9 - Inheritance


#1



The exercise

So, this is my code:

class Car(object):
    condition = "new";
    def __init__(self, model, color, mpg):
        self.model = model
        self.color = color
        self.mpg   = mpg
        
    def display_car(self):
        return "This is a " + self.color + " " + self.model + " with " + str(self.mpg) + " MPG.";
        
    def drive_car(self):
        self.condition = "used";
        
class ElectricCar(Car):
    def __init__(self, battery_type):
        self.battery_type = battery_type;

my_car = ElectricCar("Ibiza", "red", 88, "molten salt")

Error message i get is:

"Traceback (most recent call last):
File "python", line 18, in
TypeError: init() takes exactly 2 arguments (5 given)"

i've checked the forum and found a solution that looks like this:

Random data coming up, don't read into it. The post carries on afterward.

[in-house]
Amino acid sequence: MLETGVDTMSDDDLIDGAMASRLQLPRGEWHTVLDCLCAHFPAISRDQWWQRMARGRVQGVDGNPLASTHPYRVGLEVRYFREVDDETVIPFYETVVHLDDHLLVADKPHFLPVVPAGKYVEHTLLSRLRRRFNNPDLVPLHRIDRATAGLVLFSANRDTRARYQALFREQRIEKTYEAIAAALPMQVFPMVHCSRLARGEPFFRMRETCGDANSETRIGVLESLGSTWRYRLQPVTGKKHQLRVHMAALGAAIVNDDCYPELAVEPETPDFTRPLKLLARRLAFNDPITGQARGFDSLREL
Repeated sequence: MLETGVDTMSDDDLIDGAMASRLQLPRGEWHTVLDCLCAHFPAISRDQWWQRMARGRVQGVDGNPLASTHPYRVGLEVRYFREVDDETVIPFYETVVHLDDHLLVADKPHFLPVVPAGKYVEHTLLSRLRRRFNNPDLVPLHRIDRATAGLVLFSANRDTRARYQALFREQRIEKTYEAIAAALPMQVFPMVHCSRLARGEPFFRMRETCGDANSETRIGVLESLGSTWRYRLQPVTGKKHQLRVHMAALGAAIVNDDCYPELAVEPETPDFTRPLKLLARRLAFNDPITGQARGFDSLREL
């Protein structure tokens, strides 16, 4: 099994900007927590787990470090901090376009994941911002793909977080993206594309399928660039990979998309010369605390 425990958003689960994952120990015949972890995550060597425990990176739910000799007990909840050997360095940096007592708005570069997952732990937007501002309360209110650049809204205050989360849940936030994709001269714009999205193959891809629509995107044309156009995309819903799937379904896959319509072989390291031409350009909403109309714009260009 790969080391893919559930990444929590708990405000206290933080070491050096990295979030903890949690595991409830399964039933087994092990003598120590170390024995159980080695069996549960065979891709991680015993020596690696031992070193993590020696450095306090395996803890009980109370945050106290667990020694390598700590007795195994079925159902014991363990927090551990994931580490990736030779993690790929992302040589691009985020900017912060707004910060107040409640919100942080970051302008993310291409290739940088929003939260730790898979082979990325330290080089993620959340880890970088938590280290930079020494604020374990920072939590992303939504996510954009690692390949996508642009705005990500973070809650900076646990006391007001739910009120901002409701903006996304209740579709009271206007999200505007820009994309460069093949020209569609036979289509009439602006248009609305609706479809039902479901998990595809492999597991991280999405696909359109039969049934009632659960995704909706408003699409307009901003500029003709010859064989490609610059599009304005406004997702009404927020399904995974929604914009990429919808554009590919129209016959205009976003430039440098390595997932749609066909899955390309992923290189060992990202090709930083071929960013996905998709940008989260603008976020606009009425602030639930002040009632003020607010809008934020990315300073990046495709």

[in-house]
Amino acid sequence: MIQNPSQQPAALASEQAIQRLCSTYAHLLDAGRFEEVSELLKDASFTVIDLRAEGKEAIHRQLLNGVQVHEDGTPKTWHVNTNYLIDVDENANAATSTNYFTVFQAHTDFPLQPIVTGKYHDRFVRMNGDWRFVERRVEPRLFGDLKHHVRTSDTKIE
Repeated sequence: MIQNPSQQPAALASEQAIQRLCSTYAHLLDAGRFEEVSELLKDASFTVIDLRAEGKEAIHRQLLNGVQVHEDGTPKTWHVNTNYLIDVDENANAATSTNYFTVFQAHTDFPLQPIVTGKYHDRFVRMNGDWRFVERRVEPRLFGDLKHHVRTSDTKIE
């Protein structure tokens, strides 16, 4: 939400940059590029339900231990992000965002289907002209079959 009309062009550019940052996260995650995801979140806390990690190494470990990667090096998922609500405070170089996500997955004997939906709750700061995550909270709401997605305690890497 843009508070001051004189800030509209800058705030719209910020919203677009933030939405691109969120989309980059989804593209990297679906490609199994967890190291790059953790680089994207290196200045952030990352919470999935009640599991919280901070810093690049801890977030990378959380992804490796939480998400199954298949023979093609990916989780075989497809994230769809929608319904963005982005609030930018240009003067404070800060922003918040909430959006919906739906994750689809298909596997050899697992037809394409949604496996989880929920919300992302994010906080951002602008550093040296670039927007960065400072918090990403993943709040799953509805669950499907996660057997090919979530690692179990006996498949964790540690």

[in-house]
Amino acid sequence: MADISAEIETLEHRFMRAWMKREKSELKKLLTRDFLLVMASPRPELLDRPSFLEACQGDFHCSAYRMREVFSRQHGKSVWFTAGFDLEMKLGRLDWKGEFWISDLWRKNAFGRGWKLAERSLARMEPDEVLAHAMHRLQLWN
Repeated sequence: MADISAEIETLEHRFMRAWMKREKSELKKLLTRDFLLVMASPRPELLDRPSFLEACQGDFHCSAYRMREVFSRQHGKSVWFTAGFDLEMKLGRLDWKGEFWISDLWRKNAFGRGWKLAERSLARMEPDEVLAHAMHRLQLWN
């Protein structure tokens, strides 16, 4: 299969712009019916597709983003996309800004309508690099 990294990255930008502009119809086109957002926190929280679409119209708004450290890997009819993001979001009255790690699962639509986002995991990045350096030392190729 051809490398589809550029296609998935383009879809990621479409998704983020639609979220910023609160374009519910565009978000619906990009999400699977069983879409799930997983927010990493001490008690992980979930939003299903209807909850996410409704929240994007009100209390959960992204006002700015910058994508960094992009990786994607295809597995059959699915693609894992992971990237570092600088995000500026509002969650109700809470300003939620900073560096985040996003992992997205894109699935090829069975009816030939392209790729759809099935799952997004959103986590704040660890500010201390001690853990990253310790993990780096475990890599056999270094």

class ElectricCar(Car):
    def __init__(self, model, color, mpg, battery_type):
        super(ElectricCar, self).__init__(model, color, mpg);
        self.battery_type = battery_type;

so what i don't get is why use a child class if i need to write all the variables again?
isn't it simpler to just add another variable to the parent class?

Also, is there another way (or more than one), in addition to what worked for me, to achieve this result?

thanks.


#2

in java you need to put parent variables into chiled class constructor, same as here, and you don't need to self(this) them, just use super(put parent variables here), guess that goes for all oop languages


#3

@cssninja36613

Hi, I don't know much about Python and was hoping for an answer to exactly this. I searched around and found an article that explained abstracting really well and deals with exactly this type of problem. It would be nice if the lesson addressed the repetition.

https://jeffknupp.com/blog/2014/06/18/improve-your-python-python-classes-and-object-oriented-programming/